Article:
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The Tragic Descent of Serious Reaction to Misplaced Sentiment

Almond, Kevin (2009) The Tragic Descent of Serious Reaction to Misplaced Sentiment. In: 4th International Conference of the Arts in Society, 28th - 31st July 2009, Venice, Italy. (Unpublished)

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Abstract

The paper examines the way society distorted tragedy into farce. Limiting the investigation to the first half of the nineteenth century it describes how Romantic artists developed an overly tragic sensibility in their work, persona and lifestyles as a reaction to the effects of the industrial revolution. It then examines how the early Victorians sentimentalisd this tragic attitude particularly in the exaggerated etiquette and artifice associated with mourning and death. Tragedy is the quintessential expression in describing excessive sadness or disaster, therefore it is the most dramatic, rendering it virtually impossible to exaggerate. Attempts at exaggeration have bordered on caricature or satire, that have distorted tragedy into travesty. Tragedy has manifested itself through various expressions in art, literature and reality yet only rarely, as in the Romantic Movement have all three mediums merged. This resulted in a histrionic tragicomedy of display that began as a serious reaction to social conditions and ended in sticky sentimentality.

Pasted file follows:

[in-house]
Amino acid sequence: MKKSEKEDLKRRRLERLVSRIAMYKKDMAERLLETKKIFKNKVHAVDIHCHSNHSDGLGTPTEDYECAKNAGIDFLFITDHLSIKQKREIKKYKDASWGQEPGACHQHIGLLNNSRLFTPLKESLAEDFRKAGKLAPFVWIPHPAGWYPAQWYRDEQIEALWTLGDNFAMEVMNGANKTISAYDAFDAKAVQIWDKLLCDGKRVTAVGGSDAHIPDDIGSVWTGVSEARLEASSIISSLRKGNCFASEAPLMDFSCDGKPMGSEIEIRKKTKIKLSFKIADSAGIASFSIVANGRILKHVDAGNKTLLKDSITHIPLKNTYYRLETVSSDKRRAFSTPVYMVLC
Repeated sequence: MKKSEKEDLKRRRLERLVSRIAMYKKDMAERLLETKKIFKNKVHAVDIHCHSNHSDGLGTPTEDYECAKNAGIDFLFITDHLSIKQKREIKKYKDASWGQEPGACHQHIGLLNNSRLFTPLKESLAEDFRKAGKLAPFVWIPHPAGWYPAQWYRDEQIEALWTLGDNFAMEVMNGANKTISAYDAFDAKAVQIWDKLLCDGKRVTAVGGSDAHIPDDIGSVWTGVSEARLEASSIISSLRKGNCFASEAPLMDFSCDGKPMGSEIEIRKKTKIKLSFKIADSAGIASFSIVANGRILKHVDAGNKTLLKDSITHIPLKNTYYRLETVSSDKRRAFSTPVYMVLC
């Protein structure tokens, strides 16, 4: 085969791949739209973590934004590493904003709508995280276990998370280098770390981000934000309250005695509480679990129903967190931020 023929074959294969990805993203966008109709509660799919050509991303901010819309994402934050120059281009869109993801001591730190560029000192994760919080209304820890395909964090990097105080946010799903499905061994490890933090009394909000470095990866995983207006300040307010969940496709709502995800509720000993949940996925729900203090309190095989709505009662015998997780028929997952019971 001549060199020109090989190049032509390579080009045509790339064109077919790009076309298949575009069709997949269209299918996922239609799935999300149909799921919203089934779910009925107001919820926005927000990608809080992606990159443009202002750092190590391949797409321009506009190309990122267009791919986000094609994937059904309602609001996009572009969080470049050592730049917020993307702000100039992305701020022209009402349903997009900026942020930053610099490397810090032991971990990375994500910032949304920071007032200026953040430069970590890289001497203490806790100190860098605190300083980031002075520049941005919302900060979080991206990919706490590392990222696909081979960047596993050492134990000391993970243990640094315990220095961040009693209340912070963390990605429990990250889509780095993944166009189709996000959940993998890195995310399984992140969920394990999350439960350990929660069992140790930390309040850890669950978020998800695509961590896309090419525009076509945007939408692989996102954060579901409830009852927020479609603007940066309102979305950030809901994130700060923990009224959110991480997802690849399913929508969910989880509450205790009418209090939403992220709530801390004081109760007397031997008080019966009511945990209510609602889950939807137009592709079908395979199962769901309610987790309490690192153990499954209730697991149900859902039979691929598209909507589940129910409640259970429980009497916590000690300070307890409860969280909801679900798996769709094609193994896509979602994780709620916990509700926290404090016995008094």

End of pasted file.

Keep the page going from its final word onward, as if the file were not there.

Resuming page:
Item Type: Conference or Workshop Item (Paper)
Subjects: N Fine Arts > NX Arts in general
Schools: School of Art, Design and Architecture
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Depositing User: Cherry Edmunds
Date Deposited: 15 Mar 2011 16:45
Last Modified: 07 Sep 2011 11:24
URI: http://eprints.hud.ac.uk/id/eprint/9839

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